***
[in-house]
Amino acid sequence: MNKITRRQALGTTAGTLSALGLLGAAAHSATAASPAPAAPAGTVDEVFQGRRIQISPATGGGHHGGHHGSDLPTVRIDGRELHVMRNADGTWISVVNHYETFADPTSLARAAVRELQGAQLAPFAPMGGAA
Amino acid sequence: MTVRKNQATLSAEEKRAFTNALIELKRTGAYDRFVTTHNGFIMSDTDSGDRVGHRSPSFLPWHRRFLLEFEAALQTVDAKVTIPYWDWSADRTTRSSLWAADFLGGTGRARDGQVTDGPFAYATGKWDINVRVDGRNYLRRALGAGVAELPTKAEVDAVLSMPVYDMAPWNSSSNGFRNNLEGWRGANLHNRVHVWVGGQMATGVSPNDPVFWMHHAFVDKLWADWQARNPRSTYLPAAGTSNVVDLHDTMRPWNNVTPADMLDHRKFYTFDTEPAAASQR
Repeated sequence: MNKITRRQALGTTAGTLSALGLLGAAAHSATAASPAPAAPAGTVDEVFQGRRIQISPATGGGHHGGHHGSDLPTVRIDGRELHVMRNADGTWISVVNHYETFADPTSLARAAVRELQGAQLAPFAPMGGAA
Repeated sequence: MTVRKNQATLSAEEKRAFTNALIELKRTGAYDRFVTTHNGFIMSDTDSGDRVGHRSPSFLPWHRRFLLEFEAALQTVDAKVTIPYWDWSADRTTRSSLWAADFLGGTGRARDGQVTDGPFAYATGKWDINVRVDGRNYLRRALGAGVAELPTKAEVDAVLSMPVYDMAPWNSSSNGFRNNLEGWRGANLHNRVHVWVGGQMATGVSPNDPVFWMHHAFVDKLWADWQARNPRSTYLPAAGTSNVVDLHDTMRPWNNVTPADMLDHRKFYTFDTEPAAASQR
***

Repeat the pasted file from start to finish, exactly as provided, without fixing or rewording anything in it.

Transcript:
[in-house]
Amino acid sequence: MNKITRRQALGTTAGTLSALGLLGAAAHSATAASPAPAAPAGTVDEVFQGRRIQISPATGGGHHGGHHGSDLPTVRIDGRELHVMRNADGTWISVVNHYETFADPTSLARAAVRELQGAQLAPFAPMGGAA
Amino acid sequence: MTVRKNQATLSAEEKRAFTNALIELKRTGAYDRFVTTHNGFIMSDTDSGDRVGHRSPSFLPWHRRFLLEFEAALQTVDAKVTIPYWDWSADRTTRSSLWAADFLGGTGRARDGQVTDGPFAYATGKWDINVRVDGRNYLRRALGAGVAELPTKAEVDAVLSMPVYDMAPWNSSSNGFRNNLEGWRGANLHNRVHVWVGGQMATGVSPNDPVFWMHHAFVDKLWADWQARNPRSTYLPAAGTSNVVDLHDTMRPWNNVTPADMLDHRKFYTFDTEPAAASQR
Repeated sequence: MNKITRRQALGTTAGTLSALGLLGAAAHSATAASPAPAAPAGTVDEVFQGRRIQISPATGGGHHGGHHGSDLPTVRIDGRELHVMRNADGTWISVVNHYETFADPTSLARAAVRELQGAQLAPFAPMGGAA
Repeated sequence: MTVRKNQATLSAEEKRAFTNALIELKRTGAYDRFVTTHNGFIMSDTDSGDRVGHRSPSFLPWHRRFLLEFEAALQTVDAKVTIPYWDWSADRTTRSSLWAADFLGGTGRARDGQVTDGPFAYATGKWDINVRVDGRNYLRRALGAGVAELPTKAEVDAVLSMPVYDMAPWNSSSNGFRNNLEGWRGANLHNRVHVWVGGQMATGVSPNDPVFWMHHAFVDKLWADWQARNPRSTYLPAAGTSNVVDLHDTMRPWNNVTPADMLDHRKFYTFDTEPAAASQR